In 1709, Roger and Catharyna (Rombout) Brett, with their children and slaves, emigrated to what is now Beacon from New York City and built a Dutch-style home on Fishkill Creek that would remain in the family for seven generations and nearly 250 years.
The homestead was on 28,000 acres that Catharyna inherited from her fur-trader father, his share of 85,000 acres purchased from the Wappinger Indians. The land was partitioned in 1708 among the Van Cortlandt, Verplanck and Rombout/Brett families.
After Roger Brett drowned in the Hudson River in 1720, Catharyna became a widow at age 31, establishing herself as a entrepreneur who organized the first produce co-op in the Highlands. Later, during the Revolutionary War, when the home was occupied by a granddaughter, it is thought that George Washington and the Marquis de La Fayette are among its guests.
In 1954, the historic home was nearly torn down to make room for a supermarket but saved by the local chapter of the Daughters of the American Revolution and turned into a museum. It is closed because of the pandemic but otherwise the DAR offers tours every second Saturday from May to December.
For the holidays this year, Emily Murnane of the DAR shared a speculative letter from Catharyna that described what Christmas might have been like at the home in the early 18th century. She researched Dutch culture, colonial festivities and the development of the American holiday to elaborate on an essay written by Charlotte Finkel.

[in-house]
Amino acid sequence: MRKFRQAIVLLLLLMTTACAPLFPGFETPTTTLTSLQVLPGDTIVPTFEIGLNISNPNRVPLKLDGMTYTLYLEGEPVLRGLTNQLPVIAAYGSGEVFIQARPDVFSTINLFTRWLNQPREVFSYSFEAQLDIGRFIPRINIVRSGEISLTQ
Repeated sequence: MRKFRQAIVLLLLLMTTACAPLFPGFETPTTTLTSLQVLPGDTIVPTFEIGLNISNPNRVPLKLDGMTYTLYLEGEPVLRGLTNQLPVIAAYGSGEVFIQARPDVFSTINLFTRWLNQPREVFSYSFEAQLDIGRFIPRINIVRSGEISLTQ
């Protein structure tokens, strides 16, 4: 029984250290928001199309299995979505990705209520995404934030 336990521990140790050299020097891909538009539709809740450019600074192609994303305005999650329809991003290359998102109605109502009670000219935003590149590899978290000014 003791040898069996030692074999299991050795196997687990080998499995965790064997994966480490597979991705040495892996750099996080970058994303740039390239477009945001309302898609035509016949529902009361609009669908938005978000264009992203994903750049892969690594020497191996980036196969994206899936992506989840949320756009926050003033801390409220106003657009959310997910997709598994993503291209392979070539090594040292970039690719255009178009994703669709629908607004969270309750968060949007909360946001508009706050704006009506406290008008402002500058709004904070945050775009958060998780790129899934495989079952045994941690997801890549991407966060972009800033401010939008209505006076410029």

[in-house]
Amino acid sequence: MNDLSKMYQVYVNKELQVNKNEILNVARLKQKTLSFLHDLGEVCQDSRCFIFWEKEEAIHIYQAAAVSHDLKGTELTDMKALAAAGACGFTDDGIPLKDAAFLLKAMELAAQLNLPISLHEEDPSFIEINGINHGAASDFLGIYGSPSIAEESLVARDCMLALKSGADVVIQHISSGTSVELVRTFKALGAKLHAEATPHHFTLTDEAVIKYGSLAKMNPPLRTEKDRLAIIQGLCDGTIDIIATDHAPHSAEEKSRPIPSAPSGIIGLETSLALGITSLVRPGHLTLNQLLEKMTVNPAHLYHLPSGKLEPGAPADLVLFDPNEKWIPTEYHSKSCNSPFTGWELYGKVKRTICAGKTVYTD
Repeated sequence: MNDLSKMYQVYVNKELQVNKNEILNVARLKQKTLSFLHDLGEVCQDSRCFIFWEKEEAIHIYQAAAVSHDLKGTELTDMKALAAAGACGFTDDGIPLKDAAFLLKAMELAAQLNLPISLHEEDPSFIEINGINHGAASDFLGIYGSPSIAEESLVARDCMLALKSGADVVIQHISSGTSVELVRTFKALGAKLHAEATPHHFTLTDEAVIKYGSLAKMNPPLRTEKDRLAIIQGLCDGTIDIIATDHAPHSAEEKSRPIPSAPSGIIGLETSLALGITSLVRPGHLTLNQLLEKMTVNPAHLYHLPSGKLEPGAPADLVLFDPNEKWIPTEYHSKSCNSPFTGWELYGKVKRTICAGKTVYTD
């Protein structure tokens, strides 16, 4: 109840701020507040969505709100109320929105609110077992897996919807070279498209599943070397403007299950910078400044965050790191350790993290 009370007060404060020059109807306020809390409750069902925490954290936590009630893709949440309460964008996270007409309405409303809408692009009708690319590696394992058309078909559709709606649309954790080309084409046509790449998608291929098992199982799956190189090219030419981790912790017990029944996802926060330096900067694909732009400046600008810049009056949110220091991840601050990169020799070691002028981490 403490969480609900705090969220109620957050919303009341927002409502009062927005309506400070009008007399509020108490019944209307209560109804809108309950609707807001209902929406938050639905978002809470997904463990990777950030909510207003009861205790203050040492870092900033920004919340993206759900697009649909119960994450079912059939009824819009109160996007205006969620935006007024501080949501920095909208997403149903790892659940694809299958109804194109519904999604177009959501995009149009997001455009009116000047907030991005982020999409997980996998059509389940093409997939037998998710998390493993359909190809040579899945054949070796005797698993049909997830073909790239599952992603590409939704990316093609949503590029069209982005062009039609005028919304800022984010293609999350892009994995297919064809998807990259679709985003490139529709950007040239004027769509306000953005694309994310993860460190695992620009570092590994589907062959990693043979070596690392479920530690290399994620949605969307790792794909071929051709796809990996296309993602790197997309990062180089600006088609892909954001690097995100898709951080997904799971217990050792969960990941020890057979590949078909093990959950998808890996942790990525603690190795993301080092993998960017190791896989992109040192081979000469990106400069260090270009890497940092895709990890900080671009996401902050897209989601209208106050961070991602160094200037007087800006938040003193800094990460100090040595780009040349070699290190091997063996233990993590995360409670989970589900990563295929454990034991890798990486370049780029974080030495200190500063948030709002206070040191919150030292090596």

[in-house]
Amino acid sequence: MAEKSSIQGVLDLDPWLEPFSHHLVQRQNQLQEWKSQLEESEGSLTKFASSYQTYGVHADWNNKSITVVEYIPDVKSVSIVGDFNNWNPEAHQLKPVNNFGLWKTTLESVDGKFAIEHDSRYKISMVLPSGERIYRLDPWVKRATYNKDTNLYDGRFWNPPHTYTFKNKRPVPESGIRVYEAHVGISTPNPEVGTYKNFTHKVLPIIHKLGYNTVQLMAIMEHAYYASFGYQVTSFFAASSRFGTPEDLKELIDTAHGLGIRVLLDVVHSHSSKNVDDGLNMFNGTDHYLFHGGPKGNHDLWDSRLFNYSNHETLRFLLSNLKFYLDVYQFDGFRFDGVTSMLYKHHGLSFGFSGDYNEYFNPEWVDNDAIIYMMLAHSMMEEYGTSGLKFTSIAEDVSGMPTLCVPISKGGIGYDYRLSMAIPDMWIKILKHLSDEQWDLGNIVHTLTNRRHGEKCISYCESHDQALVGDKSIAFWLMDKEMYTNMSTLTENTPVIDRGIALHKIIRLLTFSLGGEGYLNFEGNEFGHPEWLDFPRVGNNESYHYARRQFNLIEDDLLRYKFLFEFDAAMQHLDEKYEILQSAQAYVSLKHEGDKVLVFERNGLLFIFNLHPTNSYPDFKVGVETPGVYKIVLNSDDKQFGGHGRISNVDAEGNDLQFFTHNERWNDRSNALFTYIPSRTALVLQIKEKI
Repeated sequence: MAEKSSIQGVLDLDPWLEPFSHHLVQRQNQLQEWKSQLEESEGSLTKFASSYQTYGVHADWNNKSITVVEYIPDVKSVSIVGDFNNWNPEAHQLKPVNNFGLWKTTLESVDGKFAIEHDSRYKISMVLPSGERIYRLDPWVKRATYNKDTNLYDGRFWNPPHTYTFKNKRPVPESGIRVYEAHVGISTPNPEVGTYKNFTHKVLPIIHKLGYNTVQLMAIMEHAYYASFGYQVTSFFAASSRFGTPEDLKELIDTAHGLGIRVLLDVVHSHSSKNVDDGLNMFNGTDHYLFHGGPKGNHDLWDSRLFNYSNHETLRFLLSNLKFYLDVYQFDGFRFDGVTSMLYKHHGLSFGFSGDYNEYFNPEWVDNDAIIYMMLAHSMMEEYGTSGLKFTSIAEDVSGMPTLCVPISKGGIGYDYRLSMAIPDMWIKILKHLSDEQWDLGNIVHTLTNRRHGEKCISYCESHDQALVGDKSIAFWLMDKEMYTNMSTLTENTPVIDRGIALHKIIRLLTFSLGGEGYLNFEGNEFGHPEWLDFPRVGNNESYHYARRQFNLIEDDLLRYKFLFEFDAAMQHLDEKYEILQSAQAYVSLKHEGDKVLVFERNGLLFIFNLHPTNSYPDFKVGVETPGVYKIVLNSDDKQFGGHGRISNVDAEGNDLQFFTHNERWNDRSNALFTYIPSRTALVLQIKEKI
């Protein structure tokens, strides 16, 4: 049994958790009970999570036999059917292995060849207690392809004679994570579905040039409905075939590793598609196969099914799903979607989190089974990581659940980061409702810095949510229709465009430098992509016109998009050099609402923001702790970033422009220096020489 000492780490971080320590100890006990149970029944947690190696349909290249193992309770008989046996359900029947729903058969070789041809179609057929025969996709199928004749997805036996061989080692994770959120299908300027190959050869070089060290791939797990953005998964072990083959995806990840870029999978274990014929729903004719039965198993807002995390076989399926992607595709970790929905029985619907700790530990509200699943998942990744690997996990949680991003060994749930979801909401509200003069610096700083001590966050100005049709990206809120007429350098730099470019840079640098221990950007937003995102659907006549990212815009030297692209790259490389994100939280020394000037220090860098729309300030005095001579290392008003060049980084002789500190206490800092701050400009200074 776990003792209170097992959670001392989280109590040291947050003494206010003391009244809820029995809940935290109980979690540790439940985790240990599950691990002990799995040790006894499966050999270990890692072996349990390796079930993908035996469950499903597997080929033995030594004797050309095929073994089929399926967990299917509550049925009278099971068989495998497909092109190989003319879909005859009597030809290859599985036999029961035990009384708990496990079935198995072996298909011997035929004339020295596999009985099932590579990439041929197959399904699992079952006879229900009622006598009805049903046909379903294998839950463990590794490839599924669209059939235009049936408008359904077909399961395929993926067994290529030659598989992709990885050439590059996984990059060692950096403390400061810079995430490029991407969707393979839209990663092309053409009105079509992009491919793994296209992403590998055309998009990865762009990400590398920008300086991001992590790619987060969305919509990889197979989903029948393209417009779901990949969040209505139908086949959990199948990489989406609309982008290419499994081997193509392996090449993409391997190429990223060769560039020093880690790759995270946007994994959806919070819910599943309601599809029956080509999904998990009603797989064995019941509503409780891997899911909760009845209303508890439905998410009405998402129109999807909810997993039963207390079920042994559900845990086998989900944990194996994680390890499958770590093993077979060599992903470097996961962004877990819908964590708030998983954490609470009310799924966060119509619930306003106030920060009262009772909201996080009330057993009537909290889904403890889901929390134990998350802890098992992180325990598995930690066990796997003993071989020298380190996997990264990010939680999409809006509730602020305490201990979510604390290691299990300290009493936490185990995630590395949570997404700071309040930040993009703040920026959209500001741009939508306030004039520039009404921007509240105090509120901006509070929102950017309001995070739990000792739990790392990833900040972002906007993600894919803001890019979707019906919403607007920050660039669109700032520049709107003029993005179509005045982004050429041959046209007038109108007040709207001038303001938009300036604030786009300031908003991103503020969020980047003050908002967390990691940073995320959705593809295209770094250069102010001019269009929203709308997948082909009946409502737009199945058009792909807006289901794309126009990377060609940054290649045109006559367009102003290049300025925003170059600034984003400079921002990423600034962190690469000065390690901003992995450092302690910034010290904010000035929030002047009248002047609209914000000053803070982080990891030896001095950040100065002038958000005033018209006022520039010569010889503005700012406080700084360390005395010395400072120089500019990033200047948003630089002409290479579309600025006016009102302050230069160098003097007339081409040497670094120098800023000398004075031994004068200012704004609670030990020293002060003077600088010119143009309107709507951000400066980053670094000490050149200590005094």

“The intention was not just to explore Christmas past, but also to imagine how Catharyna and her neighbors would have shared in their celebrations,” Murnane explained. “And even if it’s historical fiction at heart, it’s all based in fact — every character mentioned was a real person from Madam Brett’s life.”
An introduction, the letter and a postscript are below, along with a recording of Murnane, as Catharyna, reading it from inside the home.
Hello, neighbors. It’s so wonderful to have you all here for a visit on this cold December night. I’ve just returned from my afternoon survey and am pleased to report that all is well in Rombout Precinct. Everyone is preparing for the long nights of winter, but now is the time to enjoy the fruits of our labor before we turn to the hard work of surviving til spring. After all, a little levity now will help to keep us warm in the days ahead.
And with neighbors of every sort, that levity comes in an astonishing variety. Our family has picked up several unusual practices by sharing this time of year with our friends, just as they have learned new traditions from us.
In fact, I wrote a letter to my sister this afternoon attempting to describe what the season is like here. Let me read it to you, and perhaps you will find it interesting, how the Hudson Valley celebrates unlike any place in the world …